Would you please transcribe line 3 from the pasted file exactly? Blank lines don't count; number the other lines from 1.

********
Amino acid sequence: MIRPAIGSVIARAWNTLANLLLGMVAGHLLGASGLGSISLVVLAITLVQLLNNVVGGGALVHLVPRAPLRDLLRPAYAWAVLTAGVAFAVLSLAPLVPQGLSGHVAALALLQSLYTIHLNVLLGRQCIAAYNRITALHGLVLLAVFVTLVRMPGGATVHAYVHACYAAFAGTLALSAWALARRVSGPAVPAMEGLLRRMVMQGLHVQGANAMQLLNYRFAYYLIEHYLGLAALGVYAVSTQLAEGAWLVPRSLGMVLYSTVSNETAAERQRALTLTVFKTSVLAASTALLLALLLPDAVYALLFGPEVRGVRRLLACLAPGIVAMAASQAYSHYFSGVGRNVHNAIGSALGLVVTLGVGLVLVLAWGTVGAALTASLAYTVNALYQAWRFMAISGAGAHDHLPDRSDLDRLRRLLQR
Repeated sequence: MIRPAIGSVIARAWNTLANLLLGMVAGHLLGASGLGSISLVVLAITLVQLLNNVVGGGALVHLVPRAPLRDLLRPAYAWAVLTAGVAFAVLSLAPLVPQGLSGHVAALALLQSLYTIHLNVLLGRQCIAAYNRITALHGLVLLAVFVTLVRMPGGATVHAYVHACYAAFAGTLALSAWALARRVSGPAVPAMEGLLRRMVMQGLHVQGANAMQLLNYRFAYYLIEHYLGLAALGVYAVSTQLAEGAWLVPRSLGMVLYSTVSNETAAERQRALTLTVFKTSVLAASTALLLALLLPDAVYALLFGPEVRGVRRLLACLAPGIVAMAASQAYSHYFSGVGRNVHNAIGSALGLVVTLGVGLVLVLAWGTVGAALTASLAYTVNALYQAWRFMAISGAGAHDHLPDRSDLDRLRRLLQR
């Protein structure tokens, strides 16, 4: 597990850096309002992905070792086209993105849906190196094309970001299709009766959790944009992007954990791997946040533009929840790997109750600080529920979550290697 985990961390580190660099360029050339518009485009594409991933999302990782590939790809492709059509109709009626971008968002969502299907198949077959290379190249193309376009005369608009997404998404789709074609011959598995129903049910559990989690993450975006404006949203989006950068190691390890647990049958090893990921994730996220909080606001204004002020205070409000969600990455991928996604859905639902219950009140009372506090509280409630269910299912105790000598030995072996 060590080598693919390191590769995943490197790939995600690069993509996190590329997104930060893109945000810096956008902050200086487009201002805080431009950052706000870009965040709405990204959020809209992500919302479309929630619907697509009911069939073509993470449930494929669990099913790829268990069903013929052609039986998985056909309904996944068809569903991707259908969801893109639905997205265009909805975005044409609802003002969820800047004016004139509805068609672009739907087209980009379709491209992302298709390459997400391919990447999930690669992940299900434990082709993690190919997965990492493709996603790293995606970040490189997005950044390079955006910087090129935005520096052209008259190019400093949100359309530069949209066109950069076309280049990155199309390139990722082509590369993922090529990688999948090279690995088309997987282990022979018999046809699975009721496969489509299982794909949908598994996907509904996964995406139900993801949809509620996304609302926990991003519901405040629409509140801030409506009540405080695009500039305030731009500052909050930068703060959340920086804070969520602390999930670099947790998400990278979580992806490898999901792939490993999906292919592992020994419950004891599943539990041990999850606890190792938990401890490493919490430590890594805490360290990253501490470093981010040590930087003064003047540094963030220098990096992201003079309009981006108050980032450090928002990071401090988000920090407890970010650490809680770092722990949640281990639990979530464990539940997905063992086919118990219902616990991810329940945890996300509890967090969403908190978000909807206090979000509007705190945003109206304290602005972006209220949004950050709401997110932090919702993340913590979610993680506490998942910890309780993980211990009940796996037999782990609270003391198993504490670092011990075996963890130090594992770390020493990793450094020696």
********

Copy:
């Protein structure tokens, strides 16, 4: 597990850096309002992905070792086209993105849906190196094309970001299709009766959790944009992007954990791997946040533009929840790997109750600080529920979550290697 985990961390580190660099360029050339518009485009594409991933999302990782590939790809492709059509109709009626971008968002969502299907198949077959290379190249193309376009005369608009997404998404789709074609011959598995129903049910559990989690993450975006404006949203989006950068190691390890647990049958090893990921994730996220909080606001204004002020205070409000969600990455991928996604859905639902219950009140009372506090509280409630269910299912105790000598030995072996 060590080598693919390191590769995943490197790939995600690069993509996190590329997104930060893109945000810096956008902050200086487009201002805080431009950052706000870009965040709405990204959020809209992500919302479309929630619907697509009911069939073509993470449930494929669990099913790829268990069903013929052609039986998985056909309904996944068809569903991707259908969801893109639905997205265009909805975005044409609802003002969820800047004016004139509805068609672009739907087209980009379709491209992302298709390459997400391919990447999930690669992940299900434990082709993690190919997965990492493709996603790293995606970040490189997005950044390079955006910087090129935005520096052209008259190019400093949100359309530069949209066109950069076309280049990155199309390139990722082509590369993922090529990688999948090279690995088309997987282990022979018999046809699975009721496969489509299982794909949908598994996907509904996964995406139900993801949809509620996304609302926990991003519901405040629409509140801030409506009540405080695009500039305030731009500052909050930068703060959340920086804070969520602390999930670099947790998400990278979580992806490898999901792939490993999906292919592992020994419950004891599943539990041990999850606890190792938990401890490493919490430590890594805490360290990253501490470093981010040590930087003064003047540094963030220098990096992201003079309009981006108050980032450090928002990071401090988000920090407890970010650490809680770092722990949640281990639990979530464990539940997905063992086919118990219902616990991810329940945890996300509890967090969403908190978000909807206090979000509007705190945003109206304290602005972006209220949004950050709401997110932090919702993340913590979610993680506490998942910890309780993980211990009940796996037999782990609270003391198993504490670092011990075996963890130090594992770390020493990793450094020696």